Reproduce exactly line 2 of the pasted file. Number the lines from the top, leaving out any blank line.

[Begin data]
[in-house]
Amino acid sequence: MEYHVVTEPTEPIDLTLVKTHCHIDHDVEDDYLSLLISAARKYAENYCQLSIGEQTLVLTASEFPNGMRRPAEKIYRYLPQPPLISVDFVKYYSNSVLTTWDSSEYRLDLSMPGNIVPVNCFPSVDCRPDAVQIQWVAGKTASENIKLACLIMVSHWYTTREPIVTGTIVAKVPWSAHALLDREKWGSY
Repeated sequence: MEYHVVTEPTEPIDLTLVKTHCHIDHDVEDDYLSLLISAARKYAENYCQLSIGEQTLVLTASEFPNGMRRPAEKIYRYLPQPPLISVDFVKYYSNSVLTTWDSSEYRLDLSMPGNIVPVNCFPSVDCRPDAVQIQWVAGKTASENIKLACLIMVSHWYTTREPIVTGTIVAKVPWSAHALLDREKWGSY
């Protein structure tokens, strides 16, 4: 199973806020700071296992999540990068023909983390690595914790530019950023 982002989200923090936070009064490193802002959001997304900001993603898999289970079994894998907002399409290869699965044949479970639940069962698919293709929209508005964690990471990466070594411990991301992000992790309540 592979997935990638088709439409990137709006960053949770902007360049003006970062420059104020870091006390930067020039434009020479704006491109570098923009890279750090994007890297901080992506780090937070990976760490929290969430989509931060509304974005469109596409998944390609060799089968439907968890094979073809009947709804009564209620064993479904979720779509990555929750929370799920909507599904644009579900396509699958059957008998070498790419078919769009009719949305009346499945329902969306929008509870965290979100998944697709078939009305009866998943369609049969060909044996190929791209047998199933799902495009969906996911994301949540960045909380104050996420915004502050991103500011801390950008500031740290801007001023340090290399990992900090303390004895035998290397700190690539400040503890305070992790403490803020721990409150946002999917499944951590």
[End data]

Amino acid sequence: MEYHVVTEPTEPIDLTLVKTHCHIDHDVEDDYLSLLISAARKYAENYCQLSIGEQTLVLTASEFPNGMRRPAEKIYRYLPQPPLISVDFVKYYSNSVLTTWDSSEYRLDLSMPGNIVPVNCFPSVDCRPDAVQIQWVAGKTASENIKLACLIMVSHWYTTREPIVTGTIVAKVPWSAHALLDREKWGSY